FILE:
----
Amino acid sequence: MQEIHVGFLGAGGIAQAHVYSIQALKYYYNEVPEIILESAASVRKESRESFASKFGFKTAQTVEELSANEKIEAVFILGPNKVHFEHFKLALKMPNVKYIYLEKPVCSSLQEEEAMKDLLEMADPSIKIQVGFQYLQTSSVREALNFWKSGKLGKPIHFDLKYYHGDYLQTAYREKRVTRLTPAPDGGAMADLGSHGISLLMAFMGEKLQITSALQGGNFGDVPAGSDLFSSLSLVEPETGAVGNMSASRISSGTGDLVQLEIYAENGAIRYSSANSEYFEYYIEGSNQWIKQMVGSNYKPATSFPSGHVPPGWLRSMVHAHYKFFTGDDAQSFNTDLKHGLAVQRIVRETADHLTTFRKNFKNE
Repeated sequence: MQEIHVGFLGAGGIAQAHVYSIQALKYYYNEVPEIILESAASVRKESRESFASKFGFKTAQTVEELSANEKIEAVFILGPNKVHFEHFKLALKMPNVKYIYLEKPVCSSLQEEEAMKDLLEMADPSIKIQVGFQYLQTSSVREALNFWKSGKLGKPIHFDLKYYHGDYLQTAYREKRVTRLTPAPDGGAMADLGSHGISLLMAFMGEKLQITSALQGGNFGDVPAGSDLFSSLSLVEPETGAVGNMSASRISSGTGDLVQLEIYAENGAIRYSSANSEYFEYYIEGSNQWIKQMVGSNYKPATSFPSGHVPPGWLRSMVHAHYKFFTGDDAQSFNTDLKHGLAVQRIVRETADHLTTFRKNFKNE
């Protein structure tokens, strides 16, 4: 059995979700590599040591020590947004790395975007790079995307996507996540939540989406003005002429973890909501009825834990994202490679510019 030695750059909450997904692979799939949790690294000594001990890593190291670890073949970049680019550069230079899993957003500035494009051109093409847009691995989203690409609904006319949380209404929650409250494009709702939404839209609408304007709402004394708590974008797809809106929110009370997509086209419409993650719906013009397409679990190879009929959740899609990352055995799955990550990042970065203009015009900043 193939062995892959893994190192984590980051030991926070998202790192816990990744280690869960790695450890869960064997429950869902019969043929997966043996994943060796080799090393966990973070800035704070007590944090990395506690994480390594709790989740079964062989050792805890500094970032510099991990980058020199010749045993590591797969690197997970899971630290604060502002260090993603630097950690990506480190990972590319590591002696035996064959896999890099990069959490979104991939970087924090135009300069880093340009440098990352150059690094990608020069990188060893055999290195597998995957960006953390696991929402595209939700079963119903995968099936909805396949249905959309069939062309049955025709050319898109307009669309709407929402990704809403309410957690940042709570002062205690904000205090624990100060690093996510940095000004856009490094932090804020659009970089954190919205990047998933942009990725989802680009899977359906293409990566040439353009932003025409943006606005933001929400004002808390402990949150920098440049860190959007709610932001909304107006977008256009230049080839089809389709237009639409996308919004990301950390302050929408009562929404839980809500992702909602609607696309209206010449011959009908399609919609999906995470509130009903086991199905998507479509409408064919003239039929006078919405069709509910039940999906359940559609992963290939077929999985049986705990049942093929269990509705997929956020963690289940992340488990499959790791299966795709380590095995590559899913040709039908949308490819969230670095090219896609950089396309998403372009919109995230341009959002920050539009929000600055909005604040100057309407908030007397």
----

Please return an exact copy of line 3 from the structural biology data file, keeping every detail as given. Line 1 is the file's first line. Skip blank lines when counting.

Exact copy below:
């Protein structure tokens, strides 16, 4: 059995979700590599040591020590947004790395975007790079995307996507996540939540989406003005002429973890909501009825834990994202490679510019 030695750059909450997904692979799939949790690294000594001990890593190291670890073949970049680019550069230079899993957003500035494009051109093409847009691995989203690409609904006319949380209404929650409250494009709702939404839209609408304007709402004394708590974008797809809106929110009370997509086209419409993650719906013009397409679990190879009929959740899609990352055995799955990550990042970065203009015009900043 193939062995892959893994190192984590980051030991926070998202790192816990990744280690869960790695450890869960064997429950869902019969043929997966043996994943060796080799090393966990973070800035704070007590944090990395506690994480390594709790989740079964062989050792805890500094970032510099991990980058020199010749045993590591797969690197997970899971630290604060502002260090993603630097950690990506480190990972590319590591002696035996064959896999890099990069959490979104991939970087924090135009300069880093340009440098990352150059690094990608020069990188060893055999290195597998995957960006953390696991929402595209939700079963119903995968099936909805396949249905959309069939062309049955025709050319898109307009669309709407929402990704809403309410957690940042709570002062205690904000205090624990100060690093996510940095000004856009490094932090804020659009970089954190919205990047998933942009990725989802680009899977359906293409990566040439353009932003025409943006606005933001929400004002808390402990949150920098440049860190959007709610932001909304107006977008256009230049080839089809389709237009639409996308919004990301950390302050929408009562929404839980809500992702909602609607696309209206010449011959009908399609919609999906995470509130009903086991199905998507479509409408064919003239039929006078919405069709509910039940999906359940559609992963290939077929999985049986705990049942093929269990509705997929956020963690289940992340488990499959790791299966795709380590095995590559899913040709039908949308490819969230670095090219896609950089396309998403372009919109995230341009959002920050539009929000600055909005604040100057309407908030007397």